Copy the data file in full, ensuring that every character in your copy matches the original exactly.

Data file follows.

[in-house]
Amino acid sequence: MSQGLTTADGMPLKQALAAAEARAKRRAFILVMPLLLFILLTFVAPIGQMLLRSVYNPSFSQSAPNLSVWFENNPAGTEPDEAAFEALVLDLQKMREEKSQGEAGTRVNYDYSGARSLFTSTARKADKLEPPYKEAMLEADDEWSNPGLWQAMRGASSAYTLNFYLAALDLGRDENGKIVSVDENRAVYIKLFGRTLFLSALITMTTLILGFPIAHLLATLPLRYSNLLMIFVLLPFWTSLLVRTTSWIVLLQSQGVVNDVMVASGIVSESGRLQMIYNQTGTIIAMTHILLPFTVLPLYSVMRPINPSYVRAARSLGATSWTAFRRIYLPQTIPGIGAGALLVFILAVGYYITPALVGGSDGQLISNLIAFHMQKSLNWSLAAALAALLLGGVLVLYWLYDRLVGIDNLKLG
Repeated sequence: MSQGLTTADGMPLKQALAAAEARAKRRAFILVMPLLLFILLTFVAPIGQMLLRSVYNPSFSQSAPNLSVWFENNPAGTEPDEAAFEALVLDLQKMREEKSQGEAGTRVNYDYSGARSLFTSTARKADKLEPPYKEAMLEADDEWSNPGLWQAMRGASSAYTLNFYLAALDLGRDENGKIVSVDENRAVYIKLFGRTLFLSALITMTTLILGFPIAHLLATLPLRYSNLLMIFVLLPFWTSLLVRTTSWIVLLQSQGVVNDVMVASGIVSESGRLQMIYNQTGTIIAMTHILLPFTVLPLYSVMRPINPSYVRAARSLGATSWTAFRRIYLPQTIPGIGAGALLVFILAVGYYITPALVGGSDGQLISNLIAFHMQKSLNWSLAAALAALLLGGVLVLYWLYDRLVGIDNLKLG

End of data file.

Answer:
[in-house]
Amino acid sequence: MSQGLTTADGMPLKQALAAAEARAKRRAFILVMPLLLFILLTFVAPIGQMLLRSVYNPSFSQSAPNLSVWFENNPAGTEPDEAAFEALVLDLQKMREEKSQGEAGTRVNYDYSGARSLFTSTARKADKLEPPYKEAMLEADDEWSNPGLWQAMRGASSAYTLNFYLAALDLGRDENGKIVSVDENRAVYIKLFGRTLFLSALITMTTLILGFPIAHLLATLPLRYSNLLMIFVLLPFWTSLLVRTTSWIVLLQSQGVVNDVMVASGIVSESGRLQMIYNQTGTIIAMTHILLPFTVLPLYSVMRPINPSYVRAARSLGATSWTAFRRIYLPQTIPGIGAGALLVFILAVGYYITPALVGGSDGQLISNLIAFHMQKSLNWSLAAALAALLLGGVLVLYWLYDRLVGIDNLKLG
Repeated sequence: MSQGLTTADGMPLKQALAAAEARAKRRAFILVMPLLLFILLTFVAPIGQMLLRSVYNPSFSQSAPNLSVWFENNPAGTEPDEAAFEALVLDLQKMREEKSQGEAGTRVNYDYSGARSLFTSTARKADKLEPPYKEAMLEADDEWSNPGLWQAMRGASSAYTLNFYLAALDLGRDENGKIVSVDENRAVYIKLFGRTLFLSALITMTTLILGFPIAHLLATLPLRYSNLLMIFVLLPFWTSLLVRTTSWIVLLQSQGVVNDVMVASGIVSESGRLQMIYNQTGTIIAMTHILLPFTVLPLYSVMRPINPSYVRAARSLGATSWTAFRRIYLPQTIPGIGAGALLVFILAVGYYITPALVGGSDGQLISNLIAFHMQKSLNWSLAAALAALLLGGVLVLYWLYDRLVGIDNLKLG